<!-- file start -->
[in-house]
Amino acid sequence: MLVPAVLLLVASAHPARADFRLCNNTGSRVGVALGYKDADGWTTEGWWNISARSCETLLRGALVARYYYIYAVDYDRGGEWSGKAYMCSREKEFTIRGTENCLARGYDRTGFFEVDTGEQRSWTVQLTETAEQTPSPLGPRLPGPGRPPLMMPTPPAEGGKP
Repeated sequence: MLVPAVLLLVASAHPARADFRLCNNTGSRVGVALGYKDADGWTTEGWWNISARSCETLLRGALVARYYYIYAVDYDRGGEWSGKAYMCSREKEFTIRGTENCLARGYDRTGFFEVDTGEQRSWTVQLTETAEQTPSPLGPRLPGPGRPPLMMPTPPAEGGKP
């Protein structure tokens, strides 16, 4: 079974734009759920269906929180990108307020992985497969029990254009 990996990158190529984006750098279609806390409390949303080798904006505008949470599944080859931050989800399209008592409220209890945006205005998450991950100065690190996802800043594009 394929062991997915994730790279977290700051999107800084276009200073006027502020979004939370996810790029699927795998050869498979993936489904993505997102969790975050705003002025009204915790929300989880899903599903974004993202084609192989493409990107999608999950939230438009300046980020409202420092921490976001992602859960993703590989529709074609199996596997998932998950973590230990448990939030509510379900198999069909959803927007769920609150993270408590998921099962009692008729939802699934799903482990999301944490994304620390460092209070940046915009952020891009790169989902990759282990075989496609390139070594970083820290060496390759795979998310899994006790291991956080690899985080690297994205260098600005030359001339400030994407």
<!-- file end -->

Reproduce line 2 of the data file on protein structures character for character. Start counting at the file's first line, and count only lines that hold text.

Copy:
Amino acid sequence: MLVPAVLLLVASAHPARADFRLCNNTGSRVGVALGYKDADGWTTEGWWNISARSCETLLRGALVARYYYIYAVDYDRGGEWSGKAYMCSREKEFTIRGTENCLARGYDRTGFFEVDTGEQRSWTVQLTETAEQTPSPLGPRLPGPGRPPLMMPTPPAEGGKP